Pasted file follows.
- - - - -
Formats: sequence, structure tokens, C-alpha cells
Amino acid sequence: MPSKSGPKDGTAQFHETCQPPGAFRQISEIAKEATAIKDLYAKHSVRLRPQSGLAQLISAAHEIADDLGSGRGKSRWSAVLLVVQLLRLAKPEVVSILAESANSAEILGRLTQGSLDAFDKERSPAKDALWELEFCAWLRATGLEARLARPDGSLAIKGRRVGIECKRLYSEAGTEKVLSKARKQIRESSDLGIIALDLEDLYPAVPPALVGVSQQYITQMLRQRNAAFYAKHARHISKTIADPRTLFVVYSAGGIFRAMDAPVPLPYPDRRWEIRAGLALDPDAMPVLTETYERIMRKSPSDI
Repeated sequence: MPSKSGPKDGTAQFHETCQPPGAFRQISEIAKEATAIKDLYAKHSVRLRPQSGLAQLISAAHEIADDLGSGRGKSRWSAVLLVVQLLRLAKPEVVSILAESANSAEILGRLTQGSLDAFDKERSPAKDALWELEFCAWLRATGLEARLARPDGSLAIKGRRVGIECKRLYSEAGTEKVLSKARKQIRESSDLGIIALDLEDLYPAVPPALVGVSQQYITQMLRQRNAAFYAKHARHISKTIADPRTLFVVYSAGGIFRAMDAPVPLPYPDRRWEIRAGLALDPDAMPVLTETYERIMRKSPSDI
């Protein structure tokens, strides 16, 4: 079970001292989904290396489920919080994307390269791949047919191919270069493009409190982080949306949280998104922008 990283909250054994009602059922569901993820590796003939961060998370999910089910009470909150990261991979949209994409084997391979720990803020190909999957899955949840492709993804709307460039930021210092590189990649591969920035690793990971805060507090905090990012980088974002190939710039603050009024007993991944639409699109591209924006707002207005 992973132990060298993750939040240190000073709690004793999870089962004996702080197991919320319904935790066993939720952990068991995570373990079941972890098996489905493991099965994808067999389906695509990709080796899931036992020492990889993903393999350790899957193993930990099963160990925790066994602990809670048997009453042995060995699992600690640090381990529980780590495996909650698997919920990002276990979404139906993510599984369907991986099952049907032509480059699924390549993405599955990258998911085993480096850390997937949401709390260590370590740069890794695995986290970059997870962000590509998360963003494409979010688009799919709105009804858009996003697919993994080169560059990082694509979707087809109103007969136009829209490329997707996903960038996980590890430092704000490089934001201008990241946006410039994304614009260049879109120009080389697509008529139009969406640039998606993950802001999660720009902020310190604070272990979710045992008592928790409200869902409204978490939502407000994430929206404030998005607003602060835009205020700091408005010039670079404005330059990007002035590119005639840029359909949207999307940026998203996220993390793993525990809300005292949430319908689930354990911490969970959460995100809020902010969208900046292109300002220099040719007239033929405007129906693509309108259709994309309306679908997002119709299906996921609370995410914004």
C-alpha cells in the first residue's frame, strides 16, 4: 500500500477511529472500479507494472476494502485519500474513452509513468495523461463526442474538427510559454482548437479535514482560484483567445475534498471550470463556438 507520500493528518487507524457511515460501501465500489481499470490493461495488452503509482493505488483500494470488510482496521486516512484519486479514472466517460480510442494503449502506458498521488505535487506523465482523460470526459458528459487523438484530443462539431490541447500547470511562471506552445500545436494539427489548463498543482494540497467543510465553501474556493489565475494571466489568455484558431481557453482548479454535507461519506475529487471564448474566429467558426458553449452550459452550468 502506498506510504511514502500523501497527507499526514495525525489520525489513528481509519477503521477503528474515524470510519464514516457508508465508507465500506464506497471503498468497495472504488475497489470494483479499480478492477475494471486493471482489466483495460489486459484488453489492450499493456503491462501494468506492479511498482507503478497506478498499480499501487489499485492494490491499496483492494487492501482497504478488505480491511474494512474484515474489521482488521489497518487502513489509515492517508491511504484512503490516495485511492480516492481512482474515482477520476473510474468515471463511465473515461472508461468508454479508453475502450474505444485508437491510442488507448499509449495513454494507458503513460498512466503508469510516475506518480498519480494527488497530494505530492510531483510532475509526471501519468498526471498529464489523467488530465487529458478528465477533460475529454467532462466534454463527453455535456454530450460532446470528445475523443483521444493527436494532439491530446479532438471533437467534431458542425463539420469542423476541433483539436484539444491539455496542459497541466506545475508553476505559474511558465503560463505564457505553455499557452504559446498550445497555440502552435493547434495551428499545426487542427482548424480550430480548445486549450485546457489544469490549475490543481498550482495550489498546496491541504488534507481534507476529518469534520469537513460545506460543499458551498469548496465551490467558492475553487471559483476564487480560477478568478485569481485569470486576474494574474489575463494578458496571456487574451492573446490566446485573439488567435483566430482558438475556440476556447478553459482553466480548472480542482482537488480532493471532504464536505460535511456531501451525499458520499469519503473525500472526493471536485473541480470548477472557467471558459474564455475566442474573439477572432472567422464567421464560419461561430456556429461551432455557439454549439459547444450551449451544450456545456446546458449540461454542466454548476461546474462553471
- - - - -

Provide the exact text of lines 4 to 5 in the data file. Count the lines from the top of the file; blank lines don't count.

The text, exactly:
């Protein structure tokens, strides 16, 4: 079970001292989904290396489920919080994307390269791949047919191919270069493009409190982080949306949280998104922008 990283909250054994009602059922569901993820590796003939961060998370999910089910009470909150990261991979949209994409084997391979720990803020190909999957899955949840492709993804709307460039930021210092590189990649591969920035690793990971805060507090905090990012980088974002190939710039603050009024007993991944639409699109591209924006707002207005 992973132990060298993750939040240190000073709690004793999870089962004996702080197991919320319904935790066993939720952990068991995570373990079941972890098996489905493991099965994808067999389906695509990709080796899931036992020492990889993903393999350790899957193993930990099963160990925790066994602990809670048997009453042995060995699992600690640090381990529980780590495996909650698997919920990002276990979404139906993510599984369907991986099952049907032509480059699924390549993405599955990258998911085993480096850390997937949401709390260590370590740069890794695995986290970059997870962000590509998360963003494409979010688009799919709105009804858009996003697919993994080169560059990082694509979707087809109103007969136009829209490329997707996903960038996980590890430092704000490089934001201008990241946006410039994304614009260049879109120009080389697509008529139009969406640039998606993950802001999660720009902020310190604070272990979710045992008592928790409200869902409204978490939502407000994430929206404030998005607003602060835009205020700091408005010039670079404005330059990007002035590119005639840029359909949207999307940026998203996220993390793993525990809300005292949430319908689930354990911490969970959460995100809020902010969208900046292109300002220099040719007239033929405007129906693509309108259709994309309306679908997002119709299906996921609370995410914004």
C-alpha cells in the first residue's frame, strides 16, 4: 500500500477511529472500479507494472476494502485519500474513452509513468495523461463526442474538427510559454482548437479535514482560484483567445475534498471550470463556438 507520500493528518487507524457511515460501501465500489481499470490493461495488452503509482493505488483500494470488510482496521486516512484519486479514472466517460480510442494503449502506458498521488505535487506523465482523460470526459458528459487523438484530443462539431490541447500547470511562471506552445500545436494539427489548463498543482494540497467543510465553501474556493489565475494571466489568455484558431481557453482548479454535507461519506475529487471564448474566429467558426458553449452550459452550468 502506498506510504511514502500523501497527507499526514495525525489520525489513528481509519477503521477503528474515524470510519464514516457508508465508507465500506464506497471503498468497495472504488475497489470494483479499480478492477475494471486493471482489466483495460489486459484488453489492450499493456503491462501494468506492479511498482507503478497506478498499480499501487489499485492494490491499496483492494487492501482497504478488505480491511474494512474484515474489521482488521489497518487502513489509515492517508491511504484512503490516495485511492480516492481512482474515482477520476473510474468515471463511465473515461472508461468508454479508453475502450474505444485508437491510442488507448499509449495513454494507458503513460498512466503508469510516475506518480498519480494527488497530494505530492510531483510532475509526471501519468498526471498529464489523467488530465487529458478528465477533460475529454467532462466534454463527453455535456454530450460532446470528445475523443483521444493527436494532439491530446479532438471533437467534431458542425463539420469542423476541433483539436484539444491539455496542459497541466506545475508553476505559474511558465503560463505564457505553455499557452504559446498550445497555440502552435493547434495551428499545426487542427482548424480550430480548445486549450485546457489544469490549475490543481498550482495550489498546496491541504488534507481534507476529518469534520469537513460545506460543499458551498469548496465551490467558492475553487471559483476564487480560477478568478485569481485569470486576474494574474489575463494578458496571456487574451492573446490566446485573439488567435483566430482558438475556440476556447478553459482553466480548472480542482482537488480532493471532504464536505460535511456531501451525499458520499469519503473525500472526493471536485473541480470548477472557467471558459474564455475566442474573439477572432472567422464567421464560419461561430456556429461551432455557439454549439459547444450551449451544450456545456446546458449540461454542466454548476461546474462553471